Friday, 30 September 2016
The Mikhailovka Palace on the Peterhof road was built for the youngest son of Nicholas I, Grand Duke Mikhail. The architects, J. Charlemagne, A. Stackenschneider and H. Bosse, left their imprint on the palace during different periods creating a mixture of Greek, Italian and English styles.
Aerial views (below) of the Mikhailovka estate today
Nicholas II as Grand Duke visited his Mikhailovich cousins often and continued after he became Emperor. By 1894, his great-uncle, Grand Duke Mikhail, was the last surviving child of Nicholas I. Uncle Misha was adamant that the family Sunday dinners continue with Nicholas.
Grand Duchess Xenia married Alexander Mikhailovich in 1894 and lived at Mikhailova Palace during the summer months.
On Monday, May 30th, 1895 Nicholas wrote “We rose very early and went to Mikhailovka after breakfast to see Uncle Misha and Xenia …”
Photographs (below) of the exterior of Mikhailovka Palace c1890s and today
On Friday, July 5th, 1896 Nicholas wrote “... with Alix went off in a two-wheeled cart to see Xenia at Mikhailovka. She was just still getting dressed and Irina was playing on the floor …”
Photographs (below) of the drawing room c1861 and today
Thursday, 29 September 2016
When reading about the Winter Palace, we envision a magical world of Imperial balls and hundreds of servants. The reality of their domestic life in the palace, as revealed in the archive documents, is an eye-opener.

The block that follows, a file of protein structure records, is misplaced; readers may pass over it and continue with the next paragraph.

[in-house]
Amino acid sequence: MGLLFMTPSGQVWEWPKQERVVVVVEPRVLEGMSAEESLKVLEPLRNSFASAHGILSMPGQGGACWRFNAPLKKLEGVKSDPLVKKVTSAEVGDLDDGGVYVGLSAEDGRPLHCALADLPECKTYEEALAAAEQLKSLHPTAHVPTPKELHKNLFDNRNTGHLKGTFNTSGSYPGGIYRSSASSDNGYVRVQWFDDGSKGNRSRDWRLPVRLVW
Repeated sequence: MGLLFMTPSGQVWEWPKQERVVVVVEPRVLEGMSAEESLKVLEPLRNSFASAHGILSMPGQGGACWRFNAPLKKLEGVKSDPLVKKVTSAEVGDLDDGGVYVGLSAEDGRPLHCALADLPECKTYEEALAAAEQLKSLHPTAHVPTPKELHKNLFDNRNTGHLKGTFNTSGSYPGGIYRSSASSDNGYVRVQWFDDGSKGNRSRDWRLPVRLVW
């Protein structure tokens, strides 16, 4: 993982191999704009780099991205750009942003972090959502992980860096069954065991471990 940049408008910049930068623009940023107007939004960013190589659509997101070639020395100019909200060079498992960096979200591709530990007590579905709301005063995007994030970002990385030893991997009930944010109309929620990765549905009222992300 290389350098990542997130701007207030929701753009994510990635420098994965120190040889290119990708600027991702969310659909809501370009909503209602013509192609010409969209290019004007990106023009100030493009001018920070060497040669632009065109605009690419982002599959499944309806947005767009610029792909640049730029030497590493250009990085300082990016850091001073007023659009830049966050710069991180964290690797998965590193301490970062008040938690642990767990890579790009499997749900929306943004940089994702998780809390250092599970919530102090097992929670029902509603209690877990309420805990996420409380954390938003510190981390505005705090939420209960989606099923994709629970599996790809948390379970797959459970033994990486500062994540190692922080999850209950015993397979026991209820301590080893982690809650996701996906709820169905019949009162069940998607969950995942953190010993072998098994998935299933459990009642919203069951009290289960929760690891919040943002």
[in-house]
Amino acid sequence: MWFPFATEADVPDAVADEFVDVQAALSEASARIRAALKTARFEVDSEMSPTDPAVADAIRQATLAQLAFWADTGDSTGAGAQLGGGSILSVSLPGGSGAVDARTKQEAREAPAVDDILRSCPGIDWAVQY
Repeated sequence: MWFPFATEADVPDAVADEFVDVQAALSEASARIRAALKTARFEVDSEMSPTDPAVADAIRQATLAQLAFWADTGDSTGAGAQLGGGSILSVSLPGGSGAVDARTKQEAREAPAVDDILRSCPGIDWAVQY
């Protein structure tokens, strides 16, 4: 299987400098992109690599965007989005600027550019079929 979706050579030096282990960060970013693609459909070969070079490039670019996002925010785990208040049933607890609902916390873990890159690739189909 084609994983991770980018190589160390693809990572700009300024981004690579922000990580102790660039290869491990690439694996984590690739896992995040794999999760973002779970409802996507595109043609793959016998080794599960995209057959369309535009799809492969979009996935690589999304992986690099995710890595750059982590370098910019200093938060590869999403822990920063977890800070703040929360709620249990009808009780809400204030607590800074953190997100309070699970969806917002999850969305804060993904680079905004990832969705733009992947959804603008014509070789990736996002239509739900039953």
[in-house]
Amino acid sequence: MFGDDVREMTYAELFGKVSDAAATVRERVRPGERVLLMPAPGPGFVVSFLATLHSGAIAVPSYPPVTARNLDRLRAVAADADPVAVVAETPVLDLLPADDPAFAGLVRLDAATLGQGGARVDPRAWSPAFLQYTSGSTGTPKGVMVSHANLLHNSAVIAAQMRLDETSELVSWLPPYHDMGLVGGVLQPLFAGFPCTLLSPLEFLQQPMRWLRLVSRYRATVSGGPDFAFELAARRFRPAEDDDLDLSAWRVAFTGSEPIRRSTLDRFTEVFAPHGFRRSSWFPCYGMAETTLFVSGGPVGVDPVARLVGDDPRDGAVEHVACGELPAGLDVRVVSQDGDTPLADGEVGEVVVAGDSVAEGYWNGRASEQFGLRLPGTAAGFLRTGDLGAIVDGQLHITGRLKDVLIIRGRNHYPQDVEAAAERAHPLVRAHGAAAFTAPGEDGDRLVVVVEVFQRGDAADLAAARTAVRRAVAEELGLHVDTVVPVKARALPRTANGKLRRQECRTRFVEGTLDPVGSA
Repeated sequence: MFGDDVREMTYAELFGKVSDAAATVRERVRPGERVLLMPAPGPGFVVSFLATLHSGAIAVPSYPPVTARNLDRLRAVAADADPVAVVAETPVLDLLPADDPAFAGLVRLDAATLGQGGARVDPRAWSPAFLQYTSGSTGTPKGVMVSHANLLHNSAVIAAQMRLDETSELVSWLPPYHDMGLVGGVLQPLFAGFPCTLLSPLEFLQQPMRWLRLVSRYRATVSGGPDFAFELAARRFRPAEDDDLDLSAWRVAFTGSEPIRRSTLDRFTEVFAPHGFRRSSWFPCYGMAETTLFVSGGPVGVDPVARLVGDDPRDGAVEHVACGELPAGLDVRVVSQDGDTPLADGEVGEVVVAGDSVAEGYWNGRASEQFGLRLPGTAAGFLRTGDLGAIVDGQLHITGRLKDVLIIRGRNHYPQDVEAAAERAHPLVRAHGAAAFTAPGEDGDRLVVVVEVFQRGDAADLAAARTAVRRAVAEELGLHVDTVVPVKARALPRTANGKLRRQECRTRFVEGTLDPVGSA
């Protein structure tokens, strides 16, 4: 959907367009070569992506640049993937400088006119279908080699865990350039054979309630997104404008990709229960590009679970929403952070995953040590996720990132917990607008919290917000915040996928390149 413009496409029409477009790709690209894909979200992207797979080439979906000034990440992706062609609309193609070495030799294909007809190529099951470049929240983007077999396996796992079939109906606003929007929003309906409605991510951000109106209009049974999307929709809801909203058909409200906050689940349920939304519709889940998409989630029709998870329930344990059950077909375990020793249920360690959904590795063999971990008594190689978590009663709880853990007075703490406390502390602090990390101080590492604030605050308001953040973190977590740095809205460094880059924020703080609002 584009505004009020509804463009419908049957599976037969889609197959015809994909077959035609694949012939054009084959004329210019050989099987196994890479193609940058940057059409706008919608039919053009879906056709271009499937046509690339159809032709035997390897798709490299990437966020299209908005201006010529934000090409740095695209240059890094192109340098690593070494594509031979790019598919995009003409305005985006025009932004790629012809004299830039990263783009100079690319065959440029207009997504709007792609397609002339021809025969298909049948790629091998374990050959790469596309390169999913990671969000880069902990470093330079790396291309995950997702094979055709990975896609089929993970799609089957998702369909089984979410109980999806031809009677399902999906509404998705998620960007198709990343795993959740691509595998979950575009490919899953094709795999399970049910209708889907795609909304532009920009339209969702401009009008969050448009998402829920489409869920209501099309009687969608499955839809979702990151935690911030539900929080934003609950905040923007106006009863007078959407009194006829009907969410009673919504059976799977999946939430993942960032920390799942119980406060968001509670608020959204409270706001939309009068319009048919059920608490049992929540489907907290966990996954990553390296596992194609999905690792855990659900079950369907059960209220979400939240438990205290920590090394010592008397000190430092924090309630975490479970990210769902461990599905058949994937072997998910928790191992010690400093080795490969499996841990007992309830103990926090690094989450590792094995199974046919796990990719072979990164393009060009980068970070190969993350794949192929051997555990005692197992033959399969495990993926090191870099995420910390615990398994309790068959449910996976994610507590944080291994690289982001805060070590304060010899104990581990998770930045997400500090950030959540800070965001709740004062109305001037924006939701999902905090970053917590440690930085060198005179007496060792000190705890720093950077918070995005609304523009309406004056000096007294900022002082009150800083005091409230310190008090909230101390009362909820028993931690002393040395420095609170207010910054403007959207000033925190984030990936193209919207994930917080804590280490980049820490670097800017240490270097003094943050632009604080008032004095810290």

From Nicholas I to Nicholas II, the Winter Palace had problems with periodic invasions of fleas, bedbugs, mosquitoes, etc. in their private apartments.
In June 1839, Nicholas I’s valet Grimm was paid 50 rubles to buy a powder from Tiflis to exterminate bedbugs. In 1853, the valet had ordered five pounds of the powder.
In 1841, the rooms prepared for Marie Alexandrovna, the wife of Alexander II, had to be disinfected as fleas and bedbugs were brought in by the workmen completing the renovations. The Empress’ maid told Kleinmichel that they had ‘literally been eaten by them’.
In June 1850, there was a scandal when the Chamberlain of the Dutch Royals ‘could not sleep at all because of the bugs’. The Minister of the Court, Prince Volkonsky, ordered Prince Gagarin ‘to examine carefully the bed and all the furniture, as well as in other rooms of the Winter Palace’.
By the late 1800s, Vasily Lebedev had a permanent contract with the Court for the extermination of insects in the Winter Palace and Anichkov Palace.
In 1904, the Court spent 1,830 rubles for the extermination of insects in the Winter Palace.
Mosquitoes, mice and bats were also nuisances. To deal with mosquitoes, footmen would open the windows and light a juniper branch over a bowl of water to fill the room with smoke.